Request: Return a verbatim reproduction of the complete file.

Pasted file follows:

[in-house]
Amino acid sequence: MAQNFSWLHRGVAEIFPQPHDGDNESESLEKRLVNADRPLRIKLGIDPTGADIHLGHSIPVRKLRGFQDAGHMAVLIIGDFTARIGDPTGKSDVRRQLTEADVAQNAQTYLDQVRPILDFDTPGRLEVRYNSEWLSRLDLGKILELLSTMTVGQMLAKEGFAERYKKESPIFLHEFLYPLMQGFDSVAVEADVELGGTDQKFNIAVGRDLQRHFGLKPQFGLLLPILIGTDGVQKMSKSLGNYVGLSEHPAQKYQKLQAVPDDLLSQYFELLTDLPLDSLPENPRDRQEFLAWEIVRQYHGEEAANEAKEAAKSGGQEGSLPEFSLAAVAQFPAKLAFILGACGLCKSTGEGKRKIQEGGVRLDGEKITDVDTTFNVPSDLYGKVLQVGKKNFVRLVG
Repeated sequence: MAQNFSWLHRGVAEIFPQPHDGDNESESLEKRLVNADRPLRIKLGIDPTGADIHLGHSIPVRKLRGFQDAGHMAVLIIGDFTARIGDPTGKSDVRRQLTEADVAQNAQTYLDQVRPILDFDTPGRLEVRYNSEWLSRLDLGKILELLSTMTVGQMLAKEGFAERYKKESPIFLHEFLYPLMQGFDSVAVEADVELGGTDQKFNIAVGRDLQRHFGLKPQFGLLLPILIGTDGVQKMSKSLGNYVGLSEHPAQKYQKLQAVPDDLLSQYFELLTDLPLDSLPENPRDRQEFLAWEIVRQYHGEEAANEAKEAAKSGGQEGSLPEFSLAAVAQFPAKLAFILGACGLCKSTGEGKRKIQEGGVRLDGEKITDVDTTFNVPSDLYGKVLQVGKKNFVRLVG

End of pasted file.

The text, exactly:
[in-house]
Amino acid sequence: MAQNFSWLHRGVAEIFPQPHDGDNESESLEKRLVNADRPLRIKLGIDPTGADIHLGHSIPVRKLRGFQDAGHMAVLIIGDFTARIGDPTGKSDVRRQLTEADVAQNAQTYLDQVRPILDFDTPGRLEVRYNSEWLSRLDLGKILELLSTMTVGQMLAKEGFAERYKKESPIFLHEFLYPLMQGFDSVAVEADVELGGTDQKFNIAVGRDLQRHFGLKPQFGLLLPILIGTDGVQKMSKSLGNYVGLSEHPAQKYQKLQAVPDDLLSQYFELLTDLPLDSLPENPRDRQEFLAWEIVRQYHGEEAANEAKEAAKSGGQEGSLPEFSLAAVAQFPAKLAFILGACGLCKSTGEGKRKIQEGGVRLDGEKITDVDTTFNVPSDLYGKVLQVGKKNFVRLVG
Repeated sequence: MAQNFSWLHRGVAEIFPQPHDGDNESESLEKRLVNADRPLRIKLGIDPTGADIHLGHSIPVRKLRGFQDAGHMAVLIIGDFTARIGDPTGKSDVRRQLTEADVAQNAQTYLDQVRPILDFDTPGRLEVRYNSEWLSRLDLGKILELLSTMTVGQMLAKEGFAERYKKESPIFLHEFLYPLMQGFDSVAVEADVELGGTDQKFNIAVGRDLQRHFGLKPQFGLLLPILIGTDGVQKMSKSLGNYVGLSEHPAQKYQKLQAVPDDLLSQYFELLTDLPLDSLPENPRDRQEFLAWEIVRQYHGEEAANEAKEAAKSGGQEGSLPEFSLAAVAQFPAKLAFILGACGLCKSTGEGKRKIQEGGVRLDGEKITDVDTTFNVPSDLYGKVLQVGKKNFVRLVG